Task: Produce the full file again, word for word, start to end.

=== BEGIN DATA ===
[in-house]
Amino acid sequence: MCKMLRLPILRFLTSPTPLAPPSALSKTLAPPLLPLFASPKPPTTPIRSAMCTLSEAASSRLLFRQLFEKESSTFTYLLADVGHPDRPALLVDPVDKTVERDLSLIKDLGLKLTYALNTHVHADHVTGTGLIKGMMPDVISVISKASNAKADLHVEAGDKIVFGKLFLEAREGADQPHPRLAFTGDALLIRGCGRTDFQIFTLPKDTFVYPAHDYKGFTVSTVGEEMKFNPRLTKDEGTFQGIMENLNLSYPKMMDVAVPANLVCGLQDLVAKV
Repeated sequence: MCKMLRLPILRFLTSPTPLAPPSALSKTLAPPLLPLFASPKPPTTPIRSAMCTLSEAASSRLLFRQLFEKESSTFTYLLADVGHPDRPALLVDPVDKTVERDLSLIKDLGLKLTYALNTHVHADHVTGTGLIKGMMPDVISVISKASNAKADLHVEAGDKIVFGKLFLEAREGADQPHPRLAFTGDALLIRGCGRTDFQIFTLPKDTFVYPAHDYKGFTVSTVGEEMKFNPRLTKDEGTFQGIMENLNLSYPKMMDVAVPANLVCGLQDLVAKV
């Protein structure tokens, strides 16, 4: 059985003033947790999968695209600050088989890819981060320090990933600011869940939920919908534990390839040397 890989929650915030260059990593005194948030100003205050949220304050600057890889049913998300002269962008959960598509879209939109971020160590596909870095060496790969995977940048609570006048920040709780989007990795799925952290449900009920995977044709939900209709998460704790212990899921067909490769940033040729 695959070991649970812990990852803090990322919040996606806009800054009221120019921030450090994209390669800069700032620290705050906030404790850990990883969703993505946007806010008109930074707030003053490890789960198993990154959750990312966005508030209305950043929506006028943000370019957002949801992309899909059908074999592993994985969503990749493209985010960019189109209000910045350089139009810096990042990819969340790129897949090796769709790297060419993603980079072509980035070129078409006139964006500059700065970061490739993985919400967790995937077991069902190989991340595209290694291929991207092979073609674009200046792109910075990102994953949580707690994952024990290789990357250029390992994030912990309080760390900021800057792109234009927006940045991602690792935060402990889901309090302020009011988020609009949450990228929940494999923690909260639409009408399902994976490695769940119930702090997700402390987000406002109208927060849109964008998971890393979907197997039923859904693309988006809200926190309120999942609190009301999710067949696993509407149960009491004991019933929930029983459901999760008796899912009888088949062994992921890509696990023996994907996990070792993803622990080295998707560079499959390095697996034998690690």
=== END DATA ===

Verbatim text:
[in-house]
Amino acid sequence: MCKMLRLPILRFLTSPTPLAPPSALSKTLAPPLLPLFASPKPPTTPIRSAMCTLSEAASSRLLFRQLFEKESSTFTYLLADVGHPDRPALLVDPVDKTVERDLSLIKDLGLKLTYALNTHVHADHVTGTGLIKGMMPDVISVISKASNAKADLHVEAGDKIVFGKLFLEAREGADQPHPRLAFTGDALLIRGCGRTDFQIFTLPKDTFVYPAHDYKGFTVSTVGEEMKFNPRLTKDEGTFQGIMENLNLSYPKMMDVAVPANLVCGLQDLVAKV
Repeated sequence: MCKMLRLPILRFLTSPTPLAPPSALSKTLAPPLLPLFASPKPPTTPIRSAMCTLSEAASSRLLFRQLFEKESSTFTYLLADVGHPDRPALLVDPVDKTVERDLSLIKDLGLKLTYALNTHVHADHVTGTGLIKGMMPDVISVISKASNAKADLHVEAGDKIVFGKLFLEAREGADQPHPRLAFTGDALLIRGCGRTDFQIFTLPKDTFVYPAHDYKGFTVSTVGEEMKFNPRLTKDEGTFQGIMENLNLSYPKMMDVAVPANLVCGLQDLVAKV
């Protein structure tokens, strides 16, 4: 059985003033947790999968695209600050088989890819981060320090990933600011869940939920919908534990390839040397 890989929650915030260059990593005194948030100003205050949220304050600057890889049913998300002269962008959960598509879209939109971020160590596909870095060496790969995977940048609570006048920040709780989007990795799925952290449900009920995977044709939900209709998460704790212990899921067909490769940033040729 695959070991649970812990990852803090990322919040996606806009800054009221120019921030450090994209390669800069700032620290705050906030404790850990990883969703993505946007806010008109930074707030003053490890789960198993990154959750990312966005508030209305950043929506006028943000370019957002949801992309899909059908074999592993994985969503990749493209985010960019189109209000910045350089139009810096990042990819969340790129897949090796769709790297060419993603980079072509980035070129078409006139964006500059700065970061490739993985919400967790995937077991069902190989991340595209290694291929991207092979073609674009200046792109910075990102994953949580707690994952024990290789990357250029390992994030912990309080760390900021800057792109234009927006940045991602690792935060402990889901309090302020009011988020609009949450990228929940494999923690909260639409009408399902994976490695769940119930702090997700402390987000406002109208927060849109964008998971890393979907197997039923859904693309988006809200926190309120999942609190009301999710067949696993509407149960009491004991019933929930029983459901999760008796899912009888088949062994992921890509696990023996994907996990070792993803622990080295998707560079499959390095697996034998690690």